11 July 2007 Molecular targeting as a contrast agent mechanism for fluorescence endoscopy
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Several mechanisms of action can be employed for a molecular imaging contrast agent for use with endoscopy. Targeting of cell surface molecules that are up regulated at an early disease stage, with a fluorescent labelled vector is one attractive approach. However, it suffers from the inherent limitation that the concentration of agent available is fundamentally limited by the concentration of receptor molecules available. Simple models indicate that for successful imaging with a targeting approach, the imaging system should be able to adequately image concentrations in the nanomolar region. Such low reporter molecule concentrations have implications for the choice of contrast agent. Target tissue size and location, the tissue native fluorescence contribution, the brightness of the reporter molecule, and photobleaching thresholds are all factors which contribute to the choice of reporter. For endoscopic imaging of millimetre sized target tissue volumes close to the surface Cy5TM (650-700nm) wavelengths are preferable to Cy3TM (550-600nm) and Cy7TM (750-800nm). We have constructed a system optimised for sensitivity by tailoring light delivery, collection, filtering and detection, in order to address the fundamental technical performance limits for endoscopic applications. It is demonstrated through imaging system calibration, phantom based measurement and animal imaging data that low nanomolar concentrations of Cy5 based fluorescent contrast agent in millimetre sized superficial lesions are adequately imaged with a clinically relevant endoscope system in real time. It is concluded that targeting is a technically viable approach for endoscopic applications.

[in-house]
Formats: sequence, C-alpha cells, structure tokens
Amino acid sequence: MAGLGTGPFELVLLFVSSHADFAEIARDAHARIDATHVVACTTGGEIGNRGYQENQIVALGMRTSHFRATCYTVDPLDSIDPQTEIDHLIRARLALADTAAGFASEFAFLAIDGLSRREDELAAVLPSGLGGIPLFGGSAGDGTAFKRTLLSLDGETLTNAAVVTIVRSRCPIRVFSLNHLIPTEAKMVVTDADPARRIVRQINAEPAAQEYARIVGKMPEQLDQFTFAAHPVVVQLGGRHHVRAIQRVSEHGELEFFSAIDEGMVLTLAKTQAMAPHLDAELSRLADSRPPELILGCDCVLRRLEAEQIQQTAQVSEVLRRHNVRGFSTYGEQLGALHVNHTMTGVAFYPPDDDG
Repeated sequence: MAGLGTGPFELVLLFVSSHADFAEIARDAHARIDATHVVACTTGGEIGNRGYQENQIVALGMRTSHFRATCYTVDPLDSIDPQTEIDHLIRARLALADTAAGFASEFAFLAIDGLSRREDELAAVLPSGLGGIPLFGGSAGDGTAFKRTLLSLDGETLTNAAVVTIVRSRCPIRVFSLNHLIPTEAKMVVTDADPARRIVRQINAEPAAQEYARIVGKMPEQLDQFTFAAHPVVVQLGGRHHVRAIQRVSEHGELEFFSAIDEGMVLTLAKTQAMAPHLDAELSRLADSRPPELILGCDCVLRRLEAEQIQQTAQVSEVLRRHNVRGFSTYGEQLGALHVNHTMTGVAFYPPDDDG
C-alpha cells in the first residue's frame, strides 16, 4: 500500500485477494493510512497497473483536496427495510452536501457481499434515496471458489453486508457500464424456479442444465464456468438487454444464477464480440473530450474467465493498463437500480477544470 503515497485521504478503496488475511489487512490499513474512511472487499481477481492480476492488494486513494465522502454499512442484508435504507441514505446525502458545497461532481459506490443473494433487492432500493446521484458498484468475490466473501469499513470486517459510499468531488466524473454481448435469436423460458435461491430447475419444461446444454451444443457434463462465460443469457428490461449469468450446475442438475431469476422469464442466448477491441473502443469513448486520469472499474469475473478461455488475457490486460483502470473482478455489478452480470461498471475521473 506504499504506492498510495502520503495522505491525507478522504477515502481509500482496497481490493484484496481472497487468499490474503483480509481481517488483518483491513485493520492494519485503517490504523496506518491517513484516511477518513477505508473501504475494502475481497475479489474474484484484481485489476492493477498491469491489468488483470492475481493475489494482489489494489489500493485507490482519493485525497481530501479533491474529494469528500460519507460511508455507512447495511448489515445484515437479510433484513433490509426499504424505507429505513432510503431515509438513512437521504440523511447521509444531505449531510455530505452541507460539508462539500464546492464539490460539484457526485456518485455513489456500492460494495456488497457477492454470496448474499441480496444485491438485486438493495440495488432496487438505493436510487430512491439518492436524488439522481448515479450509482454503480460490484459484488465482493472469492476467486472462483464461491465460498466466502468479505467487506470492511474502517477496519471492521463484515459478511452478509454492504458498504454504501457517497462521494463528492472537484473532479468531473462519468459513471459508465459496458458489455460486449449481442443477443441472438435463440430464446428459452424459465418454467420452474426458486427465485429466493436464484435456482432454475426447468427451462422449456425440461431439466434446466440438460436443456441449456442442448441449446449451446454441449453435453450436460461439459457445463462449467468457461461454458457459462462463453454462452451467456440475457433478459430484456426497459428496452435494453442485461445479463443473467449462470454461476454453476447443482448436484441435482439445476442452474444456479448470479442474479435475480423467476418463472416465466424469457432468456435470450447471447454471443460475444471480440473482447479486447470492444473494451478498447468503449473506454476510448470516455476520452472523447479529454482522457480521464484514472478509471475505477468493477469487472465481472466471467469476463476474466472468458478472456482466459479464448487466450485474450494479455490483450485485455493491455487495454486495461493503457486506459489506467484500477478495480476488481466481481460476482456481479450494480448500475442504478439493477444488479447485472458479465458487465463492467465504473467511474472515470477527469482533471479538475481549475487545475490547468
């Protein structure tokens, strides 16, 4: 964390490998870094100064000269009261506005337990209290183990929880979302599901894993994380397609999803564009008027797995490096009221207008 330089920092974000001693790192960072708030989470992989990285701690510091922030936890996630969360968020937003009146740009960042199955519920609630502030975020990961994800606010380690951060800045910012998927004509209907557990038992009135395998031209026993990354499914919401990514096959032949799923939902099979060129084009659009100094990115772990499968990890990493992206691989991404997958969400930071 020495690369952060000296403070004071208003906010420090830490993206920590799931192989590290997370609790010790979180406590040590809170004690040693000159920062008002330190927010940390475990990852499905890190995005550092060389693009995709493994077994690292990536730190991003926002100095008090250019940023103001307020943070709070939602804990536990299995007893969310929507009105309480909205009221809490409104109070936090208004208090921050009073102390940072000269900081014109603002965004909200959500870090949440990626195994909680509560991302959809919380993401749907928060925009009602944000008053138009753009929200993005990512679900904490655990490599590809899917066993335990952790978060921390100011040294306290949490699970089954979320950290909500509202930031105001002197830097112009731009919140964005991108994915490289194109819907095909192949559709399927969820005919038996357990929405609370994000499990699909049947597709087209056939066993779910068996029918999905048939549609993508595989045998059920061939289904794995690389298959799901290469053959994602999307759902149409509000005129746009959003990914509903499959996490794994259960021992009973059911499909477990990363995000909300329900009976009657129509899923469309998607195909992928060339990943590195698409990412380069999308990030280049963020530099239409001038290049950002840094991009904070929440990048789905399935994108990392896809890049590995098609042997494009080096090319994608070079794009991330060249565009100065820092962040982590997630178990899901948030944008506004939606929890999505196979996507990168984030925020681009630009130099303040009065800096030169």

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A. J. Healey, R. Bendiksen, A. Tornes, E. Johannesen, "Molecular targeting as a contrast agent mechanism for fluorescence endoscopy", Proc. SPIE 6626, Molecular Imaging, 66260F (11 July 2007); doi: 10.1117/12.728261; https://doi.org/10.1117/12.728261

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